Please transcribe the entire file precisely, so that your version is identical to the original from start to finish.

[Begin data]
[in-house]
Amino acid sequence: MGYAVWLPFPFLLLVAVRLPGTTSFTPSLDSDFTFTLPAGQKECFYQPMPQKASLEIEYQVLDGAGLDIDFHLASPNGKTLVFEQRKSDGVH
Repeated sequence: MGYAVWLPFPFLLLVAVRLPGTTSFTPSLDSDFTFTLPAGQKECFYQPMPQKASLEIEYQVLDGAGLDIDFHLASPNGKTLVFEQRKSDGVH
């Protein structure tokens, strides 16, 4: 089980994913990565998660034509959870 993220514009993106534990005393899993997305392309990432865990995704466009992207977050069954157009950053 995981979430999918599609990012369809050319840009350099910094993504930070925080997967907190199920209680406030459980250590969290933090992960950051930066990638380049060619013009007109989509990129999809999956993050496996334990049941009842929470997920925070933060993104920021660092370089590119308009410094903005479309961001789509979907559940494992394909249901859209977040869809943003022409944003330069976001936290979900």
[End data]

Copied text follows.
[in-house]
Amino acid sequence: MGYAVWLPFPFLLLVAVRLPGTTSFTPSLDSDFTFTLPAGQKECFYQPMPQKASLEIEYQVLDGAGLDIDFHLASPNGKTLVFEQRKSDGVH
Repeated sequence: MGYAVWLPFPFLLLVAVRLPGTTSFTPSLDSDFTFTLPAGQKECFYQPMPQKASLEIEYQVLDGAGLDIDFHLASPNGKTLVFEQRKSDGVH
């Protein structure tokens, strides 16, 4: 089980994913990565998660034509959870 993220514009993106534990005393899993997305392309990432865990995704466009992207977050069954157009950053 995981979430999918599609990012369809050319840009350099910094993504930070925080997967907190199920209680406030459980250590969290933090992960950051930066990638380049060619013009007109989509990129999809999956993050496996334990049941009842929470997920925070933060993104920021660092370089590119308009410094903005479309961001789509979907559940494992394909249901859209977040869809943003022409944003330069976001936290979900």